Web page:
SAINThood

Posted: February 21, 2020 at 10:24 am

Many years ago, long before SAINTS, i worked with other rescues as a volunteer. One of them became my mentor, i learned so much about what was good and right with rescue and what was ugly and hurtful in rescue and this set me on my course that has led to today. My mentor and I had a huge falling out and I became persona non grata and while my personal feelings about her didnt change, my professional view most certainly did, we had become the yin and the yang.

When I opened SAINTS I was told that when she heard the name of my new rescue she laughed and said “of course she named her rescue that, she always thought she was a saint.”
I never defended myself against this until today. and my defense is not to clear me or my so long ago agenda, it is to protect SAINTS because this is important for all of us to understand.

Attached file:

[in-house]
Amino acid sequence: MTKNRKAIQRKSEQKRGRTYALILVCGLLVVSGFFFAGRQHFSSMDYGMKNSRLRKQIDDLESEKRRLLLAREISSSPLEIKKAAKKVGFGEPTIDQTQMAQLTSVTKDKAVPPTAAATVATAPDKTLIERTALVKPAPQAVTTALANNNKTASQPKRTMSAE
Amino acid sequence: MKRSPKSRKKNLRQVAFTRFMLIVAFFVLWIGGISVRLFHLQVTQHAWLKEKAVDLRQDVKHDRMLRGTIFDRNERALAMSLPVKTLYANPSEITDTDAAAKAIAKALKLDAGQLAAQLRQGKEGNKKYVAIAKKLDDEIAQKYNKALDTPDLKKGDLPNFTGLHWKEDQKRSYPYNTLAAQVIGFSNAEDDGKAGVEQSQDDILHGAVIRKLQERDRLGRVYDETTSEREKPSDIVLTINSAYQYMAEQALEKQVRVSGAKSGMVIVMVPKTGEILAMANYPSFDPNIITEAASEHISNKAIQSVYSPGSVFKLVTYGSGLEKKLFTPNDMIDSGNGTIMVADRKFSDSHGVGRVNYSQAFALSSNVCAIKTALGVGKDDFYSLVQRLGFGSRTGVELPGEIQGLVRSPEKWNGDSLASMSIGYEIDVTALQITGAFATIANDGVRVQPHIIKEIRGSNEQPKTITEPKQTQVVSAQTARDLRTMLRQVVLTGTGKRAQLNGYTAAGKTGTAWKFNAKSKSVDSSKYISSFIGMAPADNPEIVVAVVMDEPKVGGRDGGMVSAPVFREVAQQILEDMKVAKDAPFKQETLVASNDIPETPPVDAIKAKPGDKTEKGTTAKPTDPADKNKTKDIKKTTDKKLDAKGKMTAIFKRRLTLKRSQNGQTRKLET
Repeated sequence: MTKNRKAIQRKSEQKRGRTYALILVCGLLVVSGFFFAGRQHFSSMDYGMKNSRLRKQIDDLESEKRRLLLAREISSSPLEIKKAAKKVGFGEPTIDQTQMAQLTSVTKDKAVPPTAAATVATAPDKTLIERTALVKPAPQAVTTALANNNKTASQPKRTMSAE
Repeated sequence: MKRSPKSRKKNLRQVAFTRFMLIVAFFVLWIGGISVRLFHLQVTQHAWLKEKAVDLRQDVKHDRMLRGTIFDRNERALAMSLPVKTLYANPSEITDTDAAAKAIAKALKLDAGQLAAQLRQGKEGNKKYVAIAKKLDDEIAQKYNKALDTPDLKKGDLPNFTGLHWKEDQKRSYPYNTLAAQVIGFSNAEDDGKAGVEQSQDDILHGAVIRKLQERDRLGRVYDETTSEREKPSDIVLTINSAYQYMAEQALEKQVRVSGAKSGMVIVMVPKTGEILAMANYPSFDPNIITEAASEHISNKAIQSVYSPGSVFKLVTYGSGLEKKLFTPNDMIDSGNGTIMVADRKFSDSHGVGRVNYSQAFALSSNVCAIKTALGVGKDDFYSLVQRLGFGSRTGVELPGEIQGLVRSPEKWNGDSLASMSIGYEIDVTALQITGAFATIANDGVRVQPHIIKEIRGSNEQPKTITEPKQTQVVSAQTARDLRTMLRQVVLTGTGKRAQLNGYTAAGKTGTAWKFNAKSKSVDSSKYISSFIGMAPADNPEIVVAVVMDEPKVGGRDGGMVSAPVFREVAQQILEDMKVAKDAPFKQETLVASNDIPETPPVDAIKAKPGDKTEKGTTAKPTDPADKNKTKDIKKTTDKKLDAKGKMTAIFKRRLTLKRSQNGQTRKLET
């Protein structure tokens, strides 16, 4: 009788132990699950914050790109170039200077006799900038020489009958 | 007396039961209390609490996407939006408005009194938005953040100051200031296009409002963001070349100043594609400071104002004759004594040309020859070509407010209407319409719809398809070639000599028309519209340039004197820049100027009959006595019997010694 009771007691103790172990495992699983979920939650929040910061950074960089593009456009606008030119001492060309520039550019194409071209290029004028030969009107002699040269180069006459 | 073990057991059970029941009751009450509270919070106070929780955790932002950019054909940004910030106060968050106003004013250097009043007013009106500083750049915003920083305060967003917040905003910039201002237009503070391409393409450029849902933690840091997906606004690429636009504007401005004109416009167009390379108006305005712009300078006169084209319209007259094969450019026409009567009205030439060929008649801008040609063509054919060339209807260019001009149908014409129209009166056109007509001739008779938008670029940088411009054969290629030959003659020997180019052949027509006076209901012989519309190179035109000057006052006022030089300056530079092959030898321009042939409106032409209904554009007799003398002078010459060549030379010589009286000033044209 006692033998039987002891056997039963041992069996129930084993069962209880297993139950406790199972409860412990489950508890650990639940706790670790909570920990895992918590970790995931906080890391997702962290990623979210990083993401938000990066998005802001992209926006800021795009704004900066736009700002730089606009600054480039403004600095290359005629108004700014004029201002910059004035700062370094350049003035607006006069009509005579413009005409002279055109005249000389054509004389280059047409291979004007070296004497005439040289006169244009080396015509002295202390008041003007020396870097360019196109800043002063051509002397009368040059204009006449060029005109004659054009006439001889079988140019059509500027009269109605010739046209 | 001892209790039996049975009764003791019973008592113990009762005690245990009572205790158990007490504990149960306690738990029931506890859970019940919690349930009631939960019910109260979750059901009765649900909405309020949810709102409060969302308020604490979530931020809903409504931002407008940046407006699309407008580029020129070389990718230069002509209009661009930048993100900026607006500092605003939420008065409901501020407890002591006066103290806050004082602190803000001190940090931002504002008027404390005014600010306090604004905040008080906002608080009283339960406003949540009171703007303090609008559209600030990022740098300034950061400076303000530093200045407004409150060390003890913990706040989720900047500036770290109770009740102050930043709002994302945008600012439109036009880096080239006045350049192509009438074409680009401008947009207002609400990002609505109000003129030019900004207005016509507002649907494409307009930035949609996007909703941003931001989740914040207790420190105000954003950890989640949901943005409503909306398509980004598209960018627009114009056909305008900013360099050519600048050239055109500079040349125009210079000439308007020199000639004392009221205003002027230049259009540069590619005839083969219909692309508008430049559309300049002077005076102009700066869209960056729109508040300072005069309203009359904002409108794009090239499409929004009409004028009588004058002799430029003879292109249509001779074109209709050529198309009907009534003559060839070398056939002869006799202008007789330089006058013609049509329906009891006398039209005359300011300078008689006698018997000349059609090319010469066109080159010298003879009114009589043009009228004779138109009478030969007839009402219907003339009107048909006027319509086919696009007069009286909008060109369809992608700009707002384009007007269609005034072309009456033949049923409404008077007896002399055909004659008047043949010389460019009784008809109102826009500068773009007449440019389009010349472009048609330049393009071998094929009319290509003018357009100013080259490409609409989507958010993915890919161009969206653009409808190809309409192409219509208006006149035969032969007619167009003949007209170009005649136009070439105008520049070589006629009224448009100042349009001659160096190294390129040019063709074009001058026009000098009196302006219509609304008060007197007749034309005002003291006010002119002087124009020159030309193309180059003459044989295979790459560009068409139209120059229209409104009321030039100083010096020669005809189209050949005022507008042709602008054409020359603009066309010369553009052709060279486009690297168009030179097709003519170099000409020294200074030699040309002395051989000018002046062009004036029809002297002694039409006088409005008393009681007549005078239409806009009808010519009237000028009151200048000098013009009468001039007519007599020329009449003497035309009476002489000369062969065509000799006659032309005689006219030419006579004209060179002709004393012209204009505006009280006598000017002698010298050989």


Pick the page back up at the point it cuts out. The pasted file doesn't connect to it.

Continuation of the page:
The saints here are the animals, and the name was chosen because I believe they are saintly. Many of these animals have had brutal lives, many have been used, abused, neglected and betrayed. from the moment of their births until their ultimate deaths their sole purpose was to endure the fickle fingers of mankind. And no matter how badly used were they, no matter how much suffering they endured, every single one of them laid down their anger, their hurt, their feelings of betrayal and found at least someone to love and trust again here.